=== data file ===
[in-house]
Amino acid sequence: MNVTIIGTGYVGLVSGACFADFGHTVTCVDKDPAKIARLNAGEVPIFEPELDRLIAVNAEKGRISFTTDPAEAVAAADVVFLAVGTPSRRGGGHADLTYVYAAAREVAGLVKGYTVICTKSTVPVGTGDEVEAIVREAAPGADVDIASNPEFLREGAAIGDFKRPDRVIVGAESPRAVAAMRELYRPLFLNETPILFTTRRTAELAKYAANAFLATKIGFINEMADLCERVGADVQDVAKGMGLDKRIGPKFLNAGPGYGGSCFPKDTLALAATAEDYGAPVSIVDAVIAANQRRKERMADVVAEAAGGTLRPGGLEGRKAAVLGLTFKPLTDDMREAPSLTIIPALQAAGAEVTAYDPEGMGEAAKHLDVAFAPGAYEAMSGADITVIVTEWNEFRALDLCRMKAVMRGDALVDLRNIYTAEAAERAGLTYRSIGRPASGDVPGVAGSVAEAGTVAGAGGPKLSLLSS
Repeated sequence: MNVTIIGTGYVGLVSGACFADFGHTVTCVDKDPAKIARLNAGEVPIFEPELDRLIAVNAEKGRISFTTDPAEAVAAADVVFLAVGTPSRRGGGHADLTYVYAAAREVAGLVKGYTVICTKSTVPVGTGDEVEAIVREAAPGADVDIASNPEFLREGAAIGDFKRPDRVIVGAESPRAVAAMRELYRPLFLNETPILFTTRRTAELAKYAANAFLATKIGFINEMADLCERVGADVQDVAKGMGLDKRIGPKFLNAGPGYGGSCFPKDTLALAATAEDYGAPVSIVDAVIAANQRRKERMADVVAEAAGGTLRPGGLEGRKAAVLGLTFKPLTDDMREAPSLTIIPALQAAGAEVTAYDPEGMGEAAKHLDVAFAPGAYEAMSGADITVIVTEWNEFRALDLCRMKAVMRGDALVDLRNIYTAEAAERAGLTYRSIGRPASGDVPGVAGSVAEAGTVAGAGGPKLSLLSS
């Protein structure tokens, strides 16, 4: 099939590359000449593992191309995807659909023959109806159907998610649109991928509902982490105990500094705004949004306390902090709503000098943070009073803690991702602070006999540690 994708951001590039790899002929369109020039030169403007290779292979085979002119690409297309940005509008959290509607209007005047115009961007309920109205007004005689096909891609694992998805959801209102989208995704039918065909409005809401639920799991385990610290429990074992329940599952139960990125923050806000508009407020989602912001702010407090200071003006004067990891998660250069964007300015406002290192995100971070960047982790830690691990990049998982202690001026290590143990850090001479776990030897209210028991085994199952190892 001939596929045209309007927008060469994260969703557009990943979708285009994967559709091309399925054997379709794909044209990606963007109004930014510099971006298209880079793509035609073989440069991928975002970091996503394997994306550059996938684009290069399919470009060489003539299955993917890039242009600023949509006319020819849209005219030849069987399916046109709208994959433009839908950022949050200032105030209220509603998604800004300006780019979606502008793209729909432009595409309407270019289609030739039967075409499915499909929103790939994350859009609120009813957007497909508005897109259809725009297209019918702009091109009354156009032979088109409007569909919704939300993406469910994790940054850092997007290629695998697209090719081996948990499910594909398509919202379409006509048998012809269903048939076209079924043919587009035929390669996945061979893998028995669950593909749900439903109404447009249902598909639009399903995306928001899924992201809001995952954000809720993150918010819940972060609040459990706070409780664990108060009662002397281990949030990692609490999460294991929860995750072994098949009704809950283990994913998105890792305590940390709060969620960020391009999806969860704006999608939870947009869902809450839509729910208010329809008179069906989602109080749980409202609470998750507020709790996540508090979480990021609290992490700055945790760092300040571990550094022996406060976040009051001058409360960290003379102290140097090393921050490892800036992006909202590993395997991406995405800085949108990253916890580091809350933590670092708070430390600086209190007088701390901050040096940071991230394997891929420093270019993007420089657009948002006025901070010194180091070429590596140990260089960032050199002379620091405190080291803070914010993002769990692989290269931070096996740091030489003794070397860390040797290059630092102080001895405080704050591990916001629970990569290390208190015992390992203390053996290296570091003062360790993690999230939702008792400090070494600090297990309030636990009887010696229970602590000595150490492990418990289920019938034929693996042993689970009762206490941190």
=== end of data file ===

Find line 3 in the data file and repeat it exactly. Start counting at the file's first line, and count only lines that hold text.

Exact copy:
Repeated sequence: MNVTIIGTGYVGLVSGACFADFGHTVTCVDKDPAKIARLNAGEVPIFEPELDRLIAVNAEKGRISFTTDPAEAVAAADVVFLAVGTPSRRGGGHADLTYVYAAAREVAGLVKGYTVICTKSTVPVGTGDEVEAIVREAAPGADVDIASNPEFLREGAAIGDFKRPDRVIVGAESPRAVAAMRELYRPLFLNETPILFTTRRTAELAKYAANAFLATKIGFINEMADLCERVGADVQDVAKGMGLDKRIGPKFLNAGPGYGGSCFPKDTLALAATAEDYGAPVSIVDAVIAANQRRKERMADVVAEAAGGTLRPGGLEGRKAAVLGLTFKPLTDDMREAPSLTIIPALQAAGAEVTAYDPEGMGEAAKHLDVAFAPGAYEAMSGADITVIVTEWNEFRALDLCRMKAVMRGDALVDLRNIYTAEAAERAGLTYRSIGRPASGDVPGVAGSVAEAGTVAGAGGPKLSLLSS